Design of Keys

Design of Keys
Pulleys, gears, sprockets, levers, couplings and similar devices are employed to transmit torque to or from shafts and usually are rigidly attached to the shaft by shrink fits, setscrews, keys, splines or cotters. Shrink fits are suitable for permanent assemblies, setscrews for light service and cotters for axial loads. When the parts must be disassembled, keys or splines generally are used. A key is a machine member employed at the interface of a pair of mating male and female circular cross-sectioned members to prevent relative angular motion between these mating members. The key fits into mating grooves in the shaft and mating member called the keyway and transmit torque by shear across the key. The cutting of the keyway into the shaft reduces its strength and rigidity by an amount depending upon the shape and size of the keyway


Types of Keys
Keys maybe classified according to whether they are constant or variable in cross section. The constant cross-sectioned keys are square, flat, round or Barth keys. The Square key, with the key sunk half in the shaft and half in the hub, is the type most commonly used. The Flat keys are used where the weakening of the shaft by the keyway is serious. The key is sunk half in each of the two mating members. Although there is no universal standard, the width of square and flat keys usually is approximately one-fourth the shaft diameter. Keyways for round keys may be drilled and reamed after assembly of the mating parts. Small round keys are used for fastening cranks, handwheels and other parts that do not transmit heavy torques. A few manufacturers employ round keys for heavy duty shafts over 6 inches in diameter because the absence of the sharp corers reduces the stress concentration below that which would exist had a square or flat key been used. The Barth key is a square key with bottom two corners beveled. This double beveling ensures that the key will fit tightly against the top of the keyway when the drive is in either direction and lessens the tendency to twist. This key does not require a tight fit and small clearance permits easy assembly and removal.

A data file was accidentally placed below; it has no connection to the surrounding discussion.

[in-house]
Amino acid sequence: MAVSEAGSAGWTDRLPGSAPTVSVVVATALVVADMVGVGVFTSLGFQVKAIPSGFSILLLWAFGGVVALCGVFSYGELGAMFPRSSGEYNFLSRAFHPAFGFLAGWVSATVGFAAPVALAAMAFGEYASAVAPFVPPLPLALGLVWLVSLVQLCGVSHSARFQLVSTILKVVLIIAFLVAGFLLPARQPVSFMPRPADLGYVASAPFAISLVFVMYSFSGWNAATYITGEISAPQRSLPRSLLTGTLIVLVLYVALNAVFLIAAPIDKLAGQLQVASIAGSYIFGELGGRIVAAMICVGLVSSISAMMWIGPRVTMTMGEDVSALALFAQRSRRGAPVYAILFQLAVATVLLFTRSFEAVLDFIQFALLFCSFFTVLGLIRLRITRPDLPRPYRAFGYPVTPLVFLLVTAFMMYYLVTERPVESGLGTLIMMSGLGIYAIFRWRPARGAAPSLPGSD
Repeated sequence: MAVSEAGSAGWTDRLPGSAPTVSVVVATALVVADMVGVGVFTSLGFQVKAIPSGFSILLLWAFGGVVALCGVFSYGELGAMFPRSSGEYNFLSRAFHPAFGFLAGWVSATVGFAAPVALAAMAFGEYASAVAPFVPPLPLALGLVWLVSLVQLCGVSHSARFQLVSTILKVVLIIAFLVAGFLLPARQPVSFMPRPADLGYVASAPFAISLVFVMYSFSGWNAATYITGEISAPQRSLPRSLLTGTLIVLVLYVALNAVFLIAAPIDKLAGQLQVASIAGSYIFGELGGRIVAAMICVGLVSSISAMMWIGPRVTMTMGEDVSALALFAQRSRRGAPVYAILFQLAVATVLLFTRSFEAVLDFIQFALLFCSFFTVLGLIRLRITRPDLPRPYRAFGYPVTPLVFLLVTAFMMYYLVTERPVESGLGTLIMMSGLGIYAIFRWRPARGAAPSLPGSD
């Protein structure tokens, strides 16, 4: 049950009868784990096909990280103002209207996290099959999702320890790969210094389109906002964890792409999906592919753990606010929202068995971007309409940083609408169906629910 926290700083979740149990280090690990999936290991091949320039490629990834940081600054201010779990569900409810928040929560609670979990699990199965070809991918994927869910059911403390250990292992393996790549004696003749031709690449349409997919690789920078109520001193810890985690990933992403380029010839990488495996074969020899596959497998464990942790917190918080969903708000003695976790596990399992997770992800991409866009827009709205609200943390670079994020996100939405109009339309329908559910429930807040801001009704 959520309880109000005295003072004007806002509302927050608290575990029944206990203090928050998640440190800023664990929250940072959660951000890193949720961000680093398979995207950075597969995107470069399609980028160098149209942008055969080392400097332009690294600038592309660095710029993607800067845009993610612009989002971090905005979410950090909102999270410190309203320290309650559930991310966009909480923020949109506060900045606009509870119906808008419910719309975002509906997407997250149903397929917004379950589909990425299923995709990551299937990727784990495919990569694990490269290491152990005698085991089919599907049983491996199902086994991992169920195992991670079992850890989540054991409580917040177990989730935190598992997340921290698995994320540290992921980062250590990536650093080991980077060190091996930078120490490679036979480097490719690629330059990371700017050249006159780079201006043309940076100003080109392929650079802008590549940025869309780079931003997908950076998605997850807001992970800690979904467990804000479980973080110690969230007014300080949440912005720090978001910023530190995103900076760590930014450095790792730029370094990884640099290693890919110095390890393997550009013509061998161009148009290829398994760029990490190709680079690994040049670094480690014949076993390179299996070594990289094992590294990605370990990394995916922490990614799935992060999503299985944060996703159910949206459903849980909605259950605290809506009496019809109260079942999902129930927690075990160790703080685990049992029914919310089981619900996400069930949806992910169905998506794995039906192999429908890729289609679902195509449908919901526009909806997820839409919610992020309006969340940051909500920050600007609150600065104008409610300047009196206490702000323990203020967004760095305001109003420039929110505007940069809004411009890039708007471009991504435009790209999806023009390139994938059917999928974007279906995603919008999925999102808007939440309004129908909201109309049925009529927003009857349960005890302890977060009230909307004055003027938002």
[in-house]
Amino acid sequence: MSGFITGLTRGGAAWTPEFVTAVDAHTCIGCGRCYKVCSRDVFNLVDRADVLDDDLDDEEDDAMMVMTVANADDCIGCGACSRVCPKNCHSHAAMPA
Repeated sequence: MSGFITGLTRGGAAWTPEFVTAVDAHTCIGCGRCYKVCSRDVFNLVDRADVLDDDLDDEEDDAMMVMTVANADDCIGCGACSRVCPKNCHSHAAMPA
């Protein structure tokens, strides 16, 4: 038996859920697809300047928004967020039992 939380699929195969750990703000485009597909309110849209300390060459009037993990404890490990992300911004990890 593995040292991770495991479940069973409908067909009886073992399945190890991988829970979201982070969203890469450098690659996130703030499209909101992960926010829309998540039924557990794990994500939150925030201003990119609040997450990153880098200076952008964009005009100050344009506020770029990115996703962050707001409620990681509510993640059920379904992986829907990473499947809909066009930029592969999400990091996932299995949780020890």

Variable cross-sectioned keys include the woodruff, round taper, gib-head taper and the saddle keys. The Woodruff key consists of one-half of a circular disk fitting into a rectangular keyway in the female member and a semi circular keyway in the male member. It has the advantage that it weakens the shaft less than does a square or flat key of equal torque capacity. Round tapered keys usually have a taper in diameter of 1/8 inches per foot and a nominal diameter of 1/4 the shaft diameter for shafts under 6 inches in diameter or a nominal diameter of 1/5 the shaft diameter for large shafts.  Gib-head taper keys are flat keys with varying height and with a special gib-head to facilitate easy driving and removal of key. Usually they are used with constant dimension flat keyway and have a taper in height of 1/8 inches per foot. Saddle keys are flat keys used without a keyway in the shaft. They are employed for light work or in cases where relative motion between the shaft and its mating hub is required for adjustment and a keyway cannot cut into both.  A feather key is one which has a tight fit into one member and a loose sliding fit in the other mating member, It is used when there must be relative axial motion between the shaft and the mating hub. The bearing leading on feather keys should not exceed 1,000 psi; if the members are to slide under load, the bearing loading should under 1,000 psi.

Number of Keys Used
Usually only one key is employed between the two mating members. For heavy duty shafts, two keys angularly spaced 90 degrees apart or three keys 120 degrees apart are used. When multiple keys are employed, the keys usually square or flat and often tapered.

Splines
Splines are permanent keys made integral with the shaft and fitting into keyways broaches into the mating hub. They are used where maximum torque capacity is desired or where axial motion of the mating parts under load is expected.




3 comments:

Ashok Khot, Pune, India said...

please add key tolerances in the article unless it is incomplete. e.g. you had given key fitting tolerances. if a key used is minus 0.08mm will it give the mentioned fitting? obviously not!

charlie puth said...

thanks for comment

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